It seemed so unreal to me at first. Not even two weeks ago, I was just sitting in my chair eating Cheetos (sans pants, of course), and then I had the opportunity to come down to Houston, some expenses paid, to watch the team I love practice in the blistering Texas heat, and stay with my family and their 348 pets. Who could possibly pass an opportunity like that by? Sitting on the plane, shoehorned next to complete strangers who, thanks to the change-over in Phoenix, weren't so much sweating as they were rendering like strips of bacon in a frying pan, it still felt like a dream; like it would be ruined by the inevitable ring of an unforgiving alarm clock. Even in the bleachers, thankfully shielded from the harsh Summer sun, I didn't believe I was there.
That was when I heard it: the dull crack of helmets colliding, the sound of athletes, "overtrained" and otherwise, grunting and fighting and, yes, even battling for a spot on the final roster. That was when I knew it was real, and that football, thankfully, was finally back. True, the lockout occurred during the off-season and it often feels like football season takes forever to return; but this year the off-season felt longer, like we've missed, for some indecipherable reason, more than we have. Maybe it's the breakneck pace of the free-agent signing period, maybe it's because we haven't had a chance to see anything relating to football that didn't have the word "lockout" attached to it; but I've missed it, far more this season than any other. Maybe that's why I cracked a subtle smile when I heard those players crash together. Getting to watch them practice was just icing on the cake...delicious football cake. And now that I've completely bored the life out of you, my well-bleached friends, here are some impressions I took away from the first day of training camp, open to the public.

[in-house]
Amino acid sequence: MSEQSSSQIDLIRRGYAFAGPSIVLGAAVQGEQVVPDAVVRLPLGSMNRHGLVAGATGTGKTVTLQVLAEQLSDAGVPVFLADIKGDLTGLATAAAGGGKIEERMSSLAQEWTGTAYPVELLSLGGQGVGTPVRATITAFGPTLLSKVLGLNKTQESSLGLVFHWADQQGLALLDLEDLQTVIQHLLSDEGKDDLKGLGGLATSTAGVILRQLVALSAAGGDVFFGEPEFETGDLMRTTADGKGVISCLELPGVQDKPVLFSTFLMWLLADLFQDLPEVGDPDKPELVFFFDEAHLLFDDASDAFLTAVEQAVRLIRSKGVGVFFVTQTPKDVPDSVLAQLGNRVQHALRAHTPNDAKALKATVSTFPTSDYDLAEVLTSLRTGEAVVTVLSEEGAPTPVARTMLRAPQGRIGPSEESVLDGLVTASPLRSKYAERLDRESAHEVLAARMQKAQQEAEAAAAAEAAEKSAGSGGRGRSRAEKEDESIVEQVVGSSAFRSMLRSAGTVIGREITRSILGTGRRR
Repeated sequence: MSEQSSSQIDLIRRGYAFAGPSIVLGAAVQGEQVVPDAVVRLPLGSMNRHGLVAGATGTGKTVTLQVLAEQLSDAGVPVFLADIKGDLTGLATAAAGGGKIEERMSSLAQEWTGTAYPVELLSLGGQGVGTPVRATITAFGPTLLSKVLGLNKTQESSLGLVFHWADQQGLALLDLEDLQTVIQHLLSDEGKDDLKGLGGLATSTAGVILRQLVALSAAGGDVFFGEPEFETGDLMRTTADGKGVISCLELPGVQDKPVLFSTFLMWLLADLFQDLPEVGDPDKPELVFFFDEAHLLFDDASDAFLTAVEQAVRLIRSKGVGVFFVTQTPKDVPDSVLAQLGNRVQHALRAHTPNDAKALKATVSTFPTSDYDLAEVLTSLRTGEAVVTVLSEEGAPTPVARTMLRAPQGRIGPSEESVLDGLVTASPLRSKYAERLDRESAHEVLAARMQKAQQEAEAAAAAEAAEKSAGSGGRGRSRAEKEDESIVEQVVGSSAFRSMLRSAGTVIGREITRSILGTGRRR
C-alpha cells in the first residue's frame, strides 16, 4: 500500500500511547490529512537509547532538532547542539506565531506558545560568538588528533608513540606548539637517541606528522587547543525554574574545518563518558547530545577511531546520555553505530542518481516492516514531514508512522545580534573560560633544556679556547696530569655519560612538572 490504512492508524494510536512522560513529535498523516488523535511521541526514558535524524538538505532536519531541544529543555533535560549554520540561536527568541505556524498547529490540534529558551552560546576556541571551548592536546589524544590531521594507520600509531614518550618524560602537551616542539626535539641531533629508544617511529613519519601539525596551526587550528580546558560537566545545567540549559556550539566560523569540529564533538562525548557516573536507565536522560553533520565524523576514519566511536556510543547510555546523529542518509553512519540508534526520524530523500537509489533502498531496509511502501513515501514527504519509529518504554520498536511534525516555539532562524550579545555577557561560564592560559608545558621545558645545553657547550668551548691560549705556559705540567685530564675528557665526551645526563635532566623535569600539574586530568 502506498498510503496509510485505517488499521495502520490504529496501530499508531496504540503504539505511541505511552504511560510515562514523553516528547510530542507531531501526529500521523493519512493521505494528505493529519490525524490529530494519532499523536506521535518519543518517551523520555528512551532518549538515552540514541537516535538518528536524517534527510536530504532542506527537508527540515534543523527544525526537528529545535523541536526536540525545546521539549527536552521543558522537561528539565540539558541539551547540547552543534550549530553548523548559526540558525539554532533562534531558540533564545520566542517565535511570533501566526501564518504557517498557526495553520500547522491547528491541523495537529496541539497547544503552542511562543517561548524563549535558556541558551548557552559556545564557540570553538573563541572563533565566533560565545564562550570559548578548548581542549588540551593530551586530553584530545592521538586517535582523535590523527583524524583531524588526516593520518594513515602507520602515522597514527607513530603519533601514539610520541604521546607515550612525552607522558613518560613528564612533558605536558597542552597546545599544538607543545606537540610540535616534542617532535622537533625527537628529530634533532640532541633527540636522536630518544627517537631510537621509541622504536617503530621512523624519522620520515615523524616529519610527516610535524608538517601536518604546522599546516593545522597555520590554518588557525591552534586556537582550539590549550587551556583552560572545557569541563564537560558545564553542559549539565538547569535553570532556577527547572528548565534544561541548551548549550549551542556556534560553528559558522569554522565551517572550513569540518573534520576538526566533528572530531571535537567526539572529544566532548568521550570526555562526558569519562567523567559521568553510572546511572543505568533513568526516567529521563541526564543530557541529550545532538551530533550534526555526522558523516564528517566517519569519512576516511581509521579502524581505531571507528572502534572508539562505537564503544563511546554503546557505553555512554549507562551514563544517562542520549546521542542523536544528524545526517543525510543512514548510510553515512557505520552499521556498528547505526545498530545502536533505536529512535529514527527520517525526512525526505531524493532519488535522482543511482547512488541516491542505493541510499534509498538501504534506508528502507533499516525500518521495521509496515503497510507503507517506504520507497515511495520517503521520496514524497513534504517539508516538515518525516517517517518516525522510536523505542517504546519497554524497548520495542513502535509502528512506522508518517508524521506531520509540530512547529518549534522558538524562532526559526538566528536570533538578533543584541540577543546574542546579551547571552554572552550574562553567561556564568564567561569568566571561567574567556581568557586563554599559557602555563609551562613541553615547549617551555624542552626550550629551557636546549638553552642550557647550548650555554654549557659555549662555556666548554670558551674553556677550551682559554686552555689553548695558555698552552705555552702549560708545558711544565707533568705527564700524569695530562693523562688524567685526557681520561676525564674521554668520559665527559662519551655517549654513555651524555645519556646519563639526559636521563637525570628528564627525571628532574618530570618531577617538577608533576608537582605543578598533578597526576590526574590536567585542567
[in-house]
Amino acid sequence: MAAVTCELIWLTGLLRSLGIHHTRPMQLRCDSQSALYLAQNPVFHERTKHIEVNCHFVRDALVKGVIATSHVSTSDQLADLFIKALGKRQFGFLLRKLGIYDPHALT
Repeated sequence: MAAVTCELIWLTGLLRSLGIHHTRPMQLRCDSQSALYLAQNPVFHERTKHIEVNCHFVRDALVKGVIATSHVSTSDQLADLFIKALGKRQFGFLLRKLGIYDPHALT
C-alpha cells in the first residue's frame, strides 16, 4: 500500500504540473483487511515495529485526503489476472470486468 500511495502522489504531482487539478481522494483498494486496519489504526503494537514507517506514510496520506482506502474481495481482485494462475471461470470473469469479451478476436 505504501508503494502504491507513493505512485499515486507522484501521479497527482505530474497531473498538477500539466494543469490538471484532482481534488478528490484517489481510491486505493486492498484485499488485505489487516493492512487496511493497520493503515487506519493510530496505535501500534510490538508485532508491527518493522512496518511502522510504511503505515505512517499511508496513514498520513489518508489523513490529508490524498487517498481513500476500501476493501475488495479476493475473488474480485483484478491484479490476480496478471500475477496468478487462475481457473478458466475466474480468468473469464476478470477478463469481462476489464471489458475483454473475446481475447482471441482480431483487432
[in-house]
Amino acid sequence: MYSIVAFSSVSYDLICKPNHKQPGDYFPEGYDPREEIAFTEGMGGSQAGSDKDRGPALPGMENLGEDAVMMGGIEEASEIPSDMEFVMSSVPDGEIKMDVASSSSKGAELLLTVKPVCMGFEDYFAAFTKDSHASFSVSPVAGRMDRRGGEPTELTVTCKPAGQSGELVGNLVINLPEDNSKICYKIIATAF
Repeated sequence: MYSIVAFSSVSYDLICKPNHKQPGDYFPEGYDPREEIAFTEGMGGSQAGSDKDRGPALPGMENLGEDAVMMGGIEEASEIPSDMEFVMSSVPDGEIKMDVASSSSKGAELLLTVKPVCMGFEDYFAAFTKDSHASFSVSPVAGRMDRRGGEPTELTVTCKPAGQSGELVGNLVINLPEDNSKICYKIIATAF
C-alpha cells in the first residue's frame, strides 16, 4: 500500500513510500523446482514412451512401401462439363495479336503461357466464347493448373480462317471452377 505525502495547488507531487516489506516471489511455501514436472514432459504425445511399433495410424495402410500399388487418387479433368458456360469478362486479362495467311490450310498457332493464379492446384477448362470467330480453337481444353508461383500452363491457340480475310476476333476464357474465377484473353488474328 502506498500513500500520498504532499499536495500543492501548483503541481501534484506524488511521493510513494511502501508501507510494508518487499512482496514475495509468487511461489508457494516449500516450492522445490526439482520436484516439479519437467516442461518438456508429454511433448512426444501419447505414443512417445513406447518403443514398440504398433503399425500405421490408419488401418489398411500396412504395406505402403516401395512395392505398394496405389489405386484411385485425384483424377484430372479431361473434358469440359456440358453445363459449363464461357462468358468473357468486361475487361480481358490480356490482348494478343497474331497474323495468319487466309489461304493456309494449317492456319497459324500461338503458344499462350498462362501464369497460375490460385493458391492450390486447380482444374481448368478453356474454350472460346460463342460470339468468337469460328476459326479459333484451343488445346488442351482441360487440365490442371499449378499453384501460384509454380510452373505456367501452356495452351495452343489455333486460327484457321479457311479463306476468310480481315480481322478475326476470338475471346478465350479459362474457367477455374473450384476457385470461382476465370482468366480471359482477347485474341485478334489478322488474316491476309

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1. If Brandon Harris and Kareem Jackson continue to play this preseason the way they played during today's training camp, I believe Harris will supplant Jackson as CB2 on the Texans roster. In each snap, Harris always seemed to play near the football, if not actually making plays on the football itself. He returned a ball for a pick-six, showed excellent reaction time to each play, be it a run or pass play. The highest praise I can offer Jackson, however, is that at least he didn't fall down. When he did make plays on the ball, they looked like, in a game-time situations, probable pass interference calls against K-Jax. He has not shown great improvement thus far in his ability to backpedal and keep up with receivers in the defensive backfield.